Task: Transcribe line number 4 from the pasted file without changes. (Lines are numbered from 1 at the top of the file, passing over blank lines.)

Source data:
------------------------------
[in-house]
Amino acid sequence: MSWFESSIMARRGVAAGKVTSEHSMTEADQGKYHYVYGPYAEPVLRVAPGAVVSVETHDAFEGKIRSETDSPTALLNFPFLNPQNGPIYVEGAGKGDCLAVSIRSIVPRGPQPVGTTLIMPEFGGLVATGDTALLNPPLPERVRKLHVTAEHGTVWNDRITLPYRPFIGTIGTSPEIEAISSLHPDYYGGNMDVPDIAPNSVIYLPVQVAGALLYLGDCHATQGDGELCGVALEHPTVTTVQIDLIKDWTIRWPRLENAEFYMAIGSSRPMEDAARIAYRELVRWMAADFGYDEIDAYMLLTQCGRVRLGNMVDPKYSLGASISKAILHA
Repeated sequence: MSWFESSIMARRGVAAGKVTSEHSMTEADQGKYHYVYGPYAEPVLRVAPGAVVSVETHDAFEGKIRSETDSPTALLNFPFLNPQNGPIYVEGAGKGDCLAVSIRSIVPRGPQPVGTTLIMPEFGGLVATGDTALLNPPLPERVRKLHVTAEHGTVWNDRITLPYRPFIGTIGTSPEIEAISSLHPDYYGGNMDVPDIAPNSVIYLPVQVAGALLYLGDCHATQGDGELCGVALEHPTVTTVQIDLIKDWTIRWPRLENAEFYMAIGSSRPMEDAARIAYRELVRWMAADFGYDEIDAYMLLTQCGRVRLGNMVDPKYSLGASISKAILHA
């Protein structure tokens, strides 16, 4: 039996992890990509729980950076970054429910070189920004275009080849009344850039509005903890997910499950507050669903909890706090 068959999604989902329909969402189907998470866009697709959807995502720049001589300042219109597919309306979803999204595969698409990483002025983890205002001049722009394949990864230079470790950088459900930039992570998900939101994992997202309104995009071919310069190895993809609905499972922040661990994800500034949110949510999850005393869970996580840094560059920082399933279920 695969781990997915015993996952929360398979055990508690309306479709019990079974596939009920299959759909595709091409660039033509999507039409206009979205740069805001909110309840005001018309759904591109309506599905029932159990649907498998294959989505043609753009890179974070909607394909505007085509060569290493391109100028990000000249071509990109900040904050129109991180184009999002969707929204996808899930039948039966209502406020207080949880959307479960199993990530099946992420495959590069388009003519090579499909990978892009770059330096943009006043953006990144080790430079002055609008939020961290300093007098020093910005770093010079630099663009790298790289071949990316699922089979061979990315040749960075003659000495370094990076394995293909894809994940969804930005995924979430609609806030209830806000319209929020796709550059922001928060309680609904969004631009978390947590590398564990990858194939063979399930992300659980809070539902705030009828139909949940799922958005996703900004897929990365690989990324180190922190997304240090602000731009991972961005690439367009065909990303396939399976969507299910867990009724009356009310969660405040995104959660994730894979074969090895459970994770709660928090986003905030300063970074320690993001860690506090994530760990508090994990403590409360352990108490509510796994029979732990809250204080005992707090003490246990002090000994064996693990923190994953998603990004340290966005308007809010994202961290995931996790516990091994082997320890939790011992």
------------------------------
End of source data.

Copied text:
């Protein structure tokens, strides 16, 4: 039996992890990509729980950076970054429910070189920004275009080849009344850039509005903890997910499950507050669903909890706090 068959999604989902329909969402189907998470866009697709959807995502720049001589300042219109597919309306979803999204595969698409990483002025983890205002001049722009394949990864230079470790950088459900930039992570998900939101994992997202309104995009071919310069190895993809609905499972922040661990994800500034949110949510999850005393869970996580840094560059920082399933279920 695969781990997915015993996952929360398979055990508690309306479709019990079974596939009920299959759909595709091409660039033509999507039409206009979205740069805001909110309840005001018309759904591109309506599905029932159990649907498998294959989505043609753009890179974070909607394909505007085509060569290493391109100028990000000249071509990109900040904050129109991180184009999002969707929204996808899930039948039966209502406020207080949880959307479960199993990530099946992420495959590069388009003519090579499909990978892009770059330096943009006043953006990144080790430079002055609008939020961290300093007098020093910005770093010079630099663009790298790289071949990316699922089979061979990315040749960075003659000495370094990076394995293909894809994940969804930005995924979430609609806030209830806000319209929020796709550059922001928060309680609904969004631009978390947590590398564990990858194939063979399930992300659980809070539902705030009828139909949940799922958005996703900004897929990365690989990324180190922190997304240090602000731009991972961005690439367009065909990303396939399976969507299910867990009724009356009310969660405040995104959660994730894979074969090895459970994770709660928090986003905030300063970074320690993001860690506090994530760990508090994990403590409360352990108490509510796994029979732990809250204080005992707090003490246990002090000994064996693990923190994953998603990004340290966005308007809010994202961290995931996790516990091994082997320890939790011992």